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The term “diversity” implies respect for and awareness for the diversity in society, for example, in educational institutions, companies, governmental and civic bodies.


Inclusion is chiefly understood to be a vision of society in which persons in all their diversity have unlimited opportunities for playing a role and participating in all areas of society.


Acessibility allows everyone access to all places and services. This enables everyone to lead an independent and self-determined life. In addition to infrastructural measures, this also means adapting the language.


Discrimination denotes any form of discrimination or violence towards, or exploitation of, persons on the basis of characteristics attributed to their group (e.g. age, sexual orientation, gender, origin, religion, traveller way of life, disability). Discrimination is founded on structures of inequality rooted in society.


Sexism denotes any form of discrimination, violence or exploitation based on gender. Sexism is based on the concept of gender hierarchies and expectations of behaviour from a person or group of people on the basis of their sex, their gender or their sexual orientation.


Racism denotes any form of discrimination, violence or structures which discriminate against persons on the basis of their real or attributed origin, the colour of their skin, their religion or their language.


The distinction between sex (biological sex) and gender (social gender) comes from English. Human beings are born into different bodies (sex), but gender is primarily determined socially, not by biology. Gender is connected to roles and cultural traditions that are maintained through societal conventions. The gender / sex spectrum is highly diverse and in addition to categories of “man” and “woman”, there are also other genders such as “non-binary” and other sexes like “inter*”.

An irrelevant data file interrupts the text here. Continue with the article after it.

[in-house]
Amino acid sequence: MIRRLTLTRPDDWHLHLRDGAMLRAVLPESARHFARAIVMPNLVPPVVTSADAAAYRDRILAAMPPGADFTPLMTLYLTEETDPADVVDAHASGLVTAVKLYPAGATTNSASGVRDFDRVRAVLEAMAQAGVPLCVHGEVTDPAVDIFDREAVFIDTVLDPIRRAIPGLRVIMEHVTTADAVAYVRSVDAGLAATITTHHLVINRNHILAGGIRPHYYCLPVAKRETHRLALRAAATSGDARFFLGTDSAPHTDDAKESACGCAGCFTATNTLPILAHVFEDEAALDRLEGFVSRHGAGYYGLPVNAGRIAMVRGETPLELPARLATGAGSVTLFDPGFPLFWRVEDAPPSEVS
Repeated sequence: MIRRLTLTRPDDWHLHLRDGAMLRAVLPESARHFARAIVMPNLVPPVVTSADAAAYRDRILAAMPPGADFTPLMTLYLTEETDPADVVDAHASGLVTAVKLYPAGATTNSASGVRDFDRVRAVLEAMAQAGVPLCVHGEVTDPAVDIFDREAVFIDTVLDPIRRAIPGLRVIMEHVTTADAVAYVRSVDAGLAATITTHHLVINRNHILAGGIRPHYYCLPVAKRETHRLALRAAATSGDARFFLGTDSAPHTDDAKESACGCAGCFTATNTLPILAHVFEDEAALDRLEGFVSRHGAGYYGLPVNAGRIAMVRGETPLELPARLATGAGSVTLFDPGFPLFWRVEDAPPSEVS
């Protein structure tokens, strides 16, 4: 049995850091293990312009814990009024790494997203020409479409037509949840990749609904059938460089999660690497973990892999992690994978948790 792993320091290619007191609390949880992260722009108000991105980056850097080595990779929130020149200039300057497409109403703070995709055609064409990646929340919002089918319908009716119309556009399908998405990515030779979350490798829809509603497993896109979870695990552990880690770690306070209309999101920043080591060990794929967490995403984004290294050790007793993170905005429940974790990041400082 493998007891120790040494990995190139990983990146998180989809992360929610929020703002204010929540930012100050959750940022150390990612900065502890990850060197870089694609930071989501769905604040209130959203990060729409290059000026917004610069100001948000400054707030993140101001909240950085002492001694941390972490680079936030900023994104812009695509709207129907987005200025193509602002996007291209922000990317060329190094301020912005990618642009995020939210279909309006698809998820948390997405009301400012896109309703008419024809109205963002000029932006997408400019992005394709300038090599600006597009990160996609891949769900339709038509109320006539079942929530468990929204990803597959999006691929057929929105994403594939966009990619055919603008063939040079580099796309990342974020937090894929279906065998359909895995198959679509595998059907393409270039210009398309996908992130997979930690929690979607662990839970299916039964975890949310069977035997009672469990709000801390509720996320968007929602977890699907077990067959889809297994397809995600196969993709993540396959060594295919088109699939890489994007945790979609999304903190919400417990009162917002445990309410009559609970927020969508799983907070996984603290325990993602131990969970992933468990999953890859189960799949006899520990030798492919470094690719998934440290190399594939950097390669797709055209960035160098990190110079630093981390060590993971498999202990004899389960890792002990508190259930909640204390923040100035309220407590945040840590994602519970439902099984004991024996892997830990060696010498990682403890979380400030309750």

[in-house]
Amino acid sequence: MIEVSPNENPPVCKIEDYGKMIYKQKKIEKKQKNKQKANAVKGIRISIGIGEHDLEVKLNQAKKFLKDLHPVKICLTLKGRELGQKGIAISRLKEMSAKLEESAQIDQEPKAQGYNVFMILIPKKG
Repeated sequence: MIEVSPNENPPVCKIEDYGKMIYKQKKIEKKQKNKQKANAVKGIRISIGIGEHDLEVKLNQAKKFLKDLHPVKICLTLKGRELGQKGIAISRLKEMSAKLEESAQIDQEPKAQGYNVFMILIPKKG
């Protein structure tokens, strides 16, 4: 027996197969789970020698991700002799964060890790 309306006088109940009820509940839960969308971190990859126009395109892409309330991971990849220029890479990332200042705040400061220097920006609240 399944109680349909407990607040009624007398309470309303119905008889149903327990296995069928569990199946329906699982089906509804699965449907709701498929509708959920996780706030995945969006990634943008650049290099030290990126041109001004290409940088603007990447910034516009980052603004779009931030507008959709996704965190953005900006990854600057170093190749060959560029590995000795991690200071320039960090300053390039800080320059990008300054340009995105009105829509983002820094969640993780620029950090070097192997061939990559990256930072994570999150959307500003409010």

Abbreviation for the words lesbian, gay, bisexual, transgender, queer, intersexual, and asexual. The abbreviation denotes persons with sexual and / or romantic orientations and gender identities that are characterised by not corresponding to heteronormative or binary norms. The + stands for all diverse forms of sexuality and gender that are not listed explicitly.


(abbr: PoC) is an expression originating in the USA. Since the civil rights movement, it has been used for people who are “not white”. It comes from an academic context and is a sociological term. It is an important tool for dealing with racism and has become popular in Europe. It should also be noted that violence towards foreigners and racism that people in Europe have undergone and continue to undergo is not always connected with external features (for example, people from the Balkans, Roma, Jews, Muslims or other religions, people with limited knowledge of languages, etc.).


Trans* (from Latin for “the other side”) denotes a person who feels their gender does not or does not only corre- spond with the gender they were assigned at birth, which was based on physical characteristics. The addition of a star after the noun (Trans*) shows the inclusion of various experiences and realities. Other terms for this are trans- gender or transidentity. The term “transsexual” is now outdated and is now avoided by many as gender identity has nothing to do with sexuality. The term cis person (from Latin for “this side”) refers to persons whose gender identity coincides with the gender identity they were assigned at birth.


Inter* or intersex people are those whose physical characteristics (sex) do not permit them to be classified biologically according to the two-sex system. There are various manifestations of inter* people.


Queer persons are those for whom heteronormativity and the binary system norms “get in the way”. Queer is an umbrella term for lesbians, gays, bisexual, trans, non-binary and/or asexual persons, and also includes those who seek to question and “disrupt” the two-gender binary system and heteronormativity politically and theoretically.

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